Making Salami in Thailand

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redzed
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Post by redzed » Thu Nov 27, 2014 14:56

L. rhamnosus is one bacteria that has been found by researchers to be effective in lowering the pH in meat. It's a probiotic naturally occuring in our intestines. A few years ago the media had a field day when they touted that sausages will now be made with "baby poop". When I experimented with aternative fermentation, l. rhamnosus was present in the probiotic capsules I used. So as Igor pointed out, yogourt is better than nothing, but some contain a whack of other ingredients, such as yeasts, that can affect the flavour.

Last night we were over at a friend's place and were served some landjaeger made by a small processor of Swiss origin. I read the ingredients and they used Gdl. It was not bad at all, so again, maybe that is another option for you. But it does produce a bit of tang.
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Post by Doc Barrington » Sat Nov 29, 2014 03:42

Hi Redzed,
the yogurt I found has 12 live cultures in it no other additives and is made from Organic 100% pure whole Cow Milk. It is only made in small quantities three times a week as the maker is a boutique health food maker selling only in Phuket at this stage. The live strains in it are: L acidophilus, Sthermophilus, L rhamnosus, L bulgaricus, L plantarum, L salivarius, B bifidum, B infantis, B longum, B breve, L casei, B lactis. I have sent email requesting the bacteria count in a 175g small tub if known and also if they can supply me with the L rhamnosus strain.

I have been searching the net for L rhamnosus, suppliers and an interesting thing was found, Lrhamnosus is the major ingredient in Vaginal capsules for the control of thrush. It is also used in the prevention of diarrhoea in travellers, and auxiliary treatment during and after treatment with antibiotics.

One product I found called Lakcid ampules for Diarrhoea has the following in it: These are the notes from their web site.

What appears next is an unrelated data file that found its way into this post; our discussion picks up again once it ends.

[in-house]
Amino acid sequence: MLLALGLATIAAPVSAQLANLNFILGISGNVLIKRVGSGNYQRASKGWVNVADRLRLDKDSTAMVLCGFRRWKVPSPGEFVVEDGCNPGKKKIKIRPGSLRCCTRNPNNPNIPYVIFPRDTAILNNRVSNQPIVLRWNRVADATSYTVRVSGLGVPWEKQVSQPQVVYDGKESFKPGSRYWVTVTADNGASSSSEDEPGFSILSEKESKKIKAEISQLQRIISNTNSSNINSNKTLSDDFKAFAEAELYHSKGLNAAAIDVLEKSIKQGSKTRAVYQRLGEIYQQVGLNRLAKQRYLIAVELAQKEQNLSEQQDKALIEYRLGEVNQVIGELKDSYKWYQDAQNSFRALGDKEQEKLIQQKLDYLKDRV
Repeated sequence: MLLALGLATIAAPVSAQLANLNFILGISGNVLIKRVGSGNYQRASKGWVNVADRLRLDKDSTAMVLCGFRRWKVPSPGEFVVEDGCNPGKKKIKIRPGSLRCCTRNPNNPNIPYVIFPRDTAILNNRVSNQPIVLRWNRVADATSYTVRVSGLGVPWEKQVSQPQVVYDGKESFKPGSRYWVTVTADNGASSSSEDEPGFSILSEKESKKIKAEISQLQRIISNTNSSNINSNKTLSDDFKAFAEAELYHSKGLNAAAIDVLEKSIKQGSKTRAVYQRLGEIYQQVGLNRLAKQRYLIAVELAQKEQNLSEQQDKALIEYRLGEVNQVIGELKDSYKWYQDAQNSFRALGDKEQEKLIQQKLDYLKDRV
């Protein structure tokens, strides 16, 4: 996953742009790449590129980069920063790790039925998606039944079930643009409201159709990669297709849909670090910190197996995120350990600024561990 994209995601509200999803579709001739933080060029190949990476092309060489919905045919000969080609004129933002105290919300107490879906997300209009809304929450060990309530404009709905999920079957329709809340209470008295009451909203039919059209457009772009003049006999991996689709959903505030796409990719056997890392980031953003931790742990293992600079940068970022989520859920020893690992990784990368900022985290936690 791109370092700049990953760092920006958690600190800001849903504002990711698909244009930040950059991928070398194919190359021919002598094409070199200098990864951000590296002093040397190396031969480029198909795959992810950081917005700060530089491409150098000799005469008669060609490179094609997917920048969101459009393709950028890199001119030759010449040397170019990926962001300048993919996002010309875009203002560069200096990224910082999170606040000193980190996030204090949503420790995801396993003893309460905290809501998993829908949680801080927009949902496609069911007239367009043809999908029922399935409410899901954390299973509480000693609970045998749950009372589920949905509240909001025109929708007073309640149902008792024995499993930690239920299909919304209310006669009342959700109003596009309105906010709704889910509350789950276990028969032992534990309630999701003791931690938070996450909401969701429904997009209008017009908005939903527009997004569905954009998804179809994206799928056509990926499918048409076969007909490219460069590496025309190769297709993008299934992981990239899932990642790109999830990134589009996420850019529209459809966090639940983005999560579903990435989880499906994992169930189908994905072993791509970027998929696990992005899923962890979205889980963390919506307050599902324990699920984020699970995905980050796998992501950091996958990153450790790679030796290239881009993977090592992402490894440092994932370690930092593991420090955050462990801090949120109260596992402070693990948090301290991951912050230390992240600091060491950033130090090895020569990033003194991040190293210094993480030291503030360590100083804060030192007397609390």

QUALITATIVE AND QUANTITATIVE COMPOSITION OF ACTIVE SUBSTANCES
Minimum 2 billion Colony formation units of Lactobacillus rhamnosus bacilli:
Lactobacillus rhamnosus strain penicillin-resistant - 40 %
Lactobacillus rhamnosus strain erythromycin- and neomycin-resistant - 40 %
Lactobacillus rhamnosus strain oxytetracycline-resistant - 20 %
Bacilli resistant to: amoxicillin, ampicillin, azlocilin, cephradin, cephtazidim, cephuroxim,
doxycycline, erythromycin, gentamycin, imipenem, clindamicin, cloxacilin, colistin, nalidixic acid, neomycin, netilmycin, penicillin, piperacilin, streptomycin, tobramicin, vankomycin.

Lactobacillus rhamnosus strains present in the medicinal product Lakcid, as with other bacteria of lactic acid, colonize the mucous membrane of the intestines and normalize the composition of the microflora of the alimentary tract, especially after its impoverishment resulting from treatment with antibiotics. The results of research have confirmed that such strains survive in the habitat of gastric juice, and are resistant to the activity of bile acids salts, which facilitates their adaptation and survival rate in the alimentary tract. Competing for substrata and a place for colonization in the intestinal mucous membrane, and producing lactic acid as a result of the anaerobic decomposition of sugars, produce unfavourable conditions for the development of most pathogenic microorganisms.

These strains possess a natural resistance to a wide spectrum of antibiotics used clinically.

I am trying to find a supplier Gdl here to give it a try as well
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Post by Igor Duńczyk » Sat Nov 29, 2014 05:20

Lactobacillus Plantarum is widely used as acidifying strain for salami, so I´d definitely go for a retrieving a little batch of that. There are of course many Plantarum´s around, and some of them produce bacteriocin which attacs and kills Listeria cells.

Bifidobacterium lactis (Bb-12) and Lactobacillus casei (LC-01) and Lactobacillus acidophilus (La-5) have been examined by Chr.Hansen in a study by the end of the 90´s to "explore the possibilities of interpolating the probiotic concept into the product range of fermented sausages" meaning that these strains should be regarded more as a pro-biotic supplement in the product and less as a main acidifier. Both lactis and casei were deemed fit for that role as they thrived in the meat despite salt and pH drop, whereas the acidophilus was deemed unsuited as it did not survive the ordeal.